In Our Defeats, which is a film, precisely, that you made with high school students, and in Return to Reims there is a quality in common: they begin with the hypothesis of a defeat, along with a kind of left-wing melancholy, and then they finish with a refutation of this hypothesis, a resistance against the idea of being defeated. In Nos défaites the students enter into political struggle themselves, which was surely not foreseen. History make an entrance and it changes the coordinates of the film. And in Retour à Reims there is this epilogue that shows the new struggles of the 2000s and 2010s. Perhaps we have moved beyond the melancholic moment, but what comes after? There are street protests, but don’t these also have their limitations?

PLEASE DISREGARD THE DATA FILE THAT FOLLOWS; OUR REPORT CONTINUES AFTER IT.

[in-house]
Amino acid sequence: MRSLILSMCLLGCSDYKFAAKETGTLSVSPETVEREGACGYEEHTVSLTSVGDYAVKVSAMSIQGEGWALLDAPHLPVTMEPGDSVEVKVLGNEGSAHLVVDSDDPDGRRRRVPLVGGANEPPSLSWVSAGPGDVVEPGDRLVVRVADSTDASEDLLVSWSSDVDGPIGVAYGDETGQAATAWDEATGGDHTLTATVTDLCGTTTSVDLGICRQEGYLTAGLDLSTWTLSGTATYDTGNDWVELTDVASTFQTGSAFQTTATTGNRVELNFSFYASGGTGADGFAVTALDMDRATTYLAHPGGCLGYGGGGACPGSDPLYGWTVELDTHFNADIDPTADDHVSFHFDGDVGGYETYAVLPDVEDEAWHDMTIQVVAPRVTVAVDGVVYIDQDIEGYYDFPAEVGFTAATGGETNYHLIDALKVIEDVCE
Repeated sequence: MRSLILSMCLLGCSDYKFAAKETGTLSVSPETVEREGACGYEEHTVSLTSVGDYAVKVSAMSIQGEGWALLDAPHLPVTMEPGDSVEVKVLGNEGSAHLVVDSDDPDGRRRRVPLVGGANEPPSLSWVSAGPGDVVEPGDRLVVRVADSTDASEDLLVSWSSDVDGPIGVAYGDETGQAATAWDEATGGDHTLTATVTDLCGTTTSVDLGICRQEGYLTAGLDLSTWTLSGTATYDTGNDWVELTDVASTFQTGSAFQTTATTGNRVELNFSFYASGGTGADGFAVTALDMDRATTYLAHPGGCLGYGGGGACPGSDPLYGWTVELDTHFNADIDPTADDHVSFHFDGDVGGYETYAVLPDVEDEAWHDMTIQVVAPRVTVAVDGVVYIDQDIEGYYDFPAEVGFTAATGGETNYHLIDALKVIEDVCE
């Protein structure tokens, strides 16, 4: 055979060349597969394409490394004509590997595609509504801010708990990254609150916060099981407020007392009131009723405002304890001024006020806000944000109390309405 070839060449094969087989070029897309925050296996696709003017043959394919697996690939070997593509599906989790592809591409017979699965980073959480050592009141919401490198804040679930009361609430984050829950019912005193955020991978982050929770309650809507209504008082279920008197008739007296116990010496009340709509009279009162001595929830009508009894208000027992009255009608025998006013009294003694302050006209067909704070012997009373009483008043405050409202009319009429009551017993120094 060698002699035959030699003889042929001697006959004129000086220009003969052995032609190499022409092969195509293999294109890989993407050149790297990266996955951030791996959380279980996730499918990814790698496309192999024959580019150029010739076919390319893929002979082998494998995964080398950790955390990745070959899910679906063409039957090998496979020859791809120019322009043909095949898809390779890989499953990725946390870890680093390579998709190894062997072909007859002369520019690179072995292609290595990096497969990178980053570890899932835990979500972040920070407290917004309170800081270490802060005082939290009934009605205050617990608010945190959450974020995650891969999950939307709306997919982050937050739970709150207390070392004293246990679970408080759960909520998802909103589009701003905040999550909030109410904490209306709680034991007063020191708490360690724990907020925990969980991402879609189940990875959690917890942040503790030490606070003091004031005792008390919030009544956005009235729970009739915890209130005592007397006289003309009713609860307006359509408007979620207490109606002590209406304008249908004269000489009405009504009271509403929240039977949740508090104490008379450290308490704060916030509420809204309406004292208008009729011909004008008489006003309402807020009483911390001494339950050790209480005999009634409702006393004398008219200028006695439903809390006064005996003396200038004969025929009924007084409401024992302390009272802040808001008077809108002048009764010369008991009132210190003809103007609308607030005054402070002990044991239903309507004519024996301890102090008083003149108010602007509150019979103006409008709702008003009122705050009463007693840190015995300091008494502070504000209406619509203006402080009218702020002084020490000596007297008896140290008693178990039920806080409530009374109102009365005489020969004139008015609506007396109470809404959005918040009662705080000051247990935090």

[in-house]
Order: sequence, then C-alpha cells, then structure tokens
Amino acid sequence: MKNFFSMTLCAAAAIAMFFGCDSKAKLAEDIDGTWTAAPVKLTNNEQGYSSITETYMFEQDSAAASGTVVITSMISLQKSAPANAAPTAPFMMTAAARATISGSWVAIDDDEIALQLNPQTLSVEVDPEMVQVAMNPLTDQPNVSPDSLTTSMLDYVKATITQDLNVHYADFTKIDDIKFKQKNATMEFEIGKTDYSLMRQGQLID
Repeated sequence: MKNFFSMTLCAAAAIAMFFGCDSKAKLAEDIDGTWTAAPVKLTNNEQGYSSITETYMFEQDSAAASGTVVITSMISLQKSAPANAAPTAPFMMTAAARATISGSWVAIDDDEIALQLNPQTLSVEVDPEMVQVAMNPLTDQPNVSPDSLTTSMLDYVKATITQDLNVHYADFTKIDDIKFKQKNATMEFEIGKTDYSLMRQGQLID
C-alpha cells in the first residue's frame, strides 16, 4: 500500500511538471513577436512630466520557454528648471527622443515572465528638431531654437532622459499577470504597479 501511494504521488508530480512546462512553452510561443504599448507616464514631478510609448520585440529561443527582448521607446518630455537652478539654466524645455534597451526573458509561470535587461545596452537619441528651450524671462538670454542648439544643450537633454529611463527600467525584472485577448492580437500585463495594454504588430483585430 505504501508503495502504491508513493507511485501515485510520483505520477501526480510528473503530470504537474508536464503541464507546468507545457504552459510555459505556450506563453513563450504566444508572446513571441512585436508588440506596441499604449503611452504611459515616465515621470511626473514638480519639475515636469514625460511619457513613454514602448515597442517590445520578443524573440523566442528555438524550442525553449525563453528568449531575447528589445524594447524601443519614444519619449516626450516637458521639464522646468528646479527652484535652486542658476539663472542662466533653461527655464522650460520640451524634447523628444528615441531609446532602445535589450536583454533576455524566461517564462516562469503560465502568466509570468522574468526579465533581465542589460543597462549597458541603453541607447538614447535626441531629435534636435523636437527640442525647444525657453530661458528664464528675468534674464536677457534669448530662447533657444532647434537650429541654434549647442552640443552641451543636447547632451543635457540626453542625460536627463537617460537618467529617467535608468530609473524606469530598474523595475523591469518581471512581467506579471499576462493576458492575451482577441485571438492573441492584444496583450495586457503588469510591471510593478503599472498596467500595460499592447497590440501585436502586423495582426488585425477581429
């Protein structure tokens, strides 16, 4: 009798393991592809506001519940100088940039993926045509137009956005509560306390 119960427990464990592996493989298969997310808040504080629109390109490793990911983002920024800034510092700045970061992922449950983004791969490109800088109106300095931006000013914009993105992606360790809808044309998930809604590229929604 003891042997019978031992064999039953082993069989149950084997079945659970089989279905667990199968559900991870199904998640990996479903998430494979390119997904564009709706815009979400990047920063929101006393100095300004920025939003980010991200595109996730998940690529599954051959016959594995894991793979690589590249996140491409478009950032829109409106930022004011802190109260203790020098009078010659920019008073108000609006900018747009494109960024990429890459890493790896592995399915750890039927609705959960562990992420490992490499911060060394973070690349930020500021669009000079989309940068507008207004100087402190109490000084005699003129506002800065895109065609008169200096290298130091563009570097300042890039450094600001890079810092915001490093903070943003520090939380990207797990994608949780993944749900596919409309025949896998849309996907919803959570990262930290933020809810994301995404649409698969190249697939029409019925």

What is certain is that there was a failure. There was an exhaustion of the concepts of the left and the manner of mobilising them. But it is above all the failure of the representation of the left more than the left itself. If we have long experienced a moment of strong political apathy, this has not prevented a living politics to continue, even on a minoritarian level, it has not prevented social movements and struggles from developing. What is interesting, over the last few years, is that there has begun to be a junction of different types of political struggle, whereas for a long time each struggle was isolated and a little gaseous. For a long time, there were social, trade union and political struggles on the one hand and LGBTQ, feminist, environmental, anti-racist struggles on the other hand. Recently these struggles have begun to mix and intertwine. This is still fragile but at the same time it is totally exalting. I have absolutely no idea of the number of people that participate in one way or another in contemporary struggles, but things are moving a lot, even if it is in conditions that are extremely difficult. Power does everything to prevent a mass movement from appearing. Since the struggle against the labour code in 2016, then with the Gilets Jaunes, at even the smallest protest you get the feeling there are more special forces police than there are protesters! From the beginning of the demo, the cops begin to spray them or shoot at them to frighten off demonstrators. There is a criminalisation of each type of resistance and the judicial penalties have become excessive. But in spite of this repression and the lack of attention of the media, this movement is existing and moving. This could develop even further in the future. There is a general despair on plenty of subjects. In Return to Reims I wanted to transcribe this energy a little. We don’t know where we’re headed but as long as there are people struggling, nothing is totally lost. What is interesting is that recently, we are no longer in movements that are purely movements against – against wars, against capitalism, or whatever. It’s true there is no longer a utopian model since the end of the great ideologies of the left, and we still haven’t defined what world we could collectively construct, but there are beginning to be some attempts. There are things that happen that are positive. Although, for my part, I still have this kind of melancholy for a political class that would be attentive to these struggles. But in spite of the urgency of the situation, it has gone AWOL.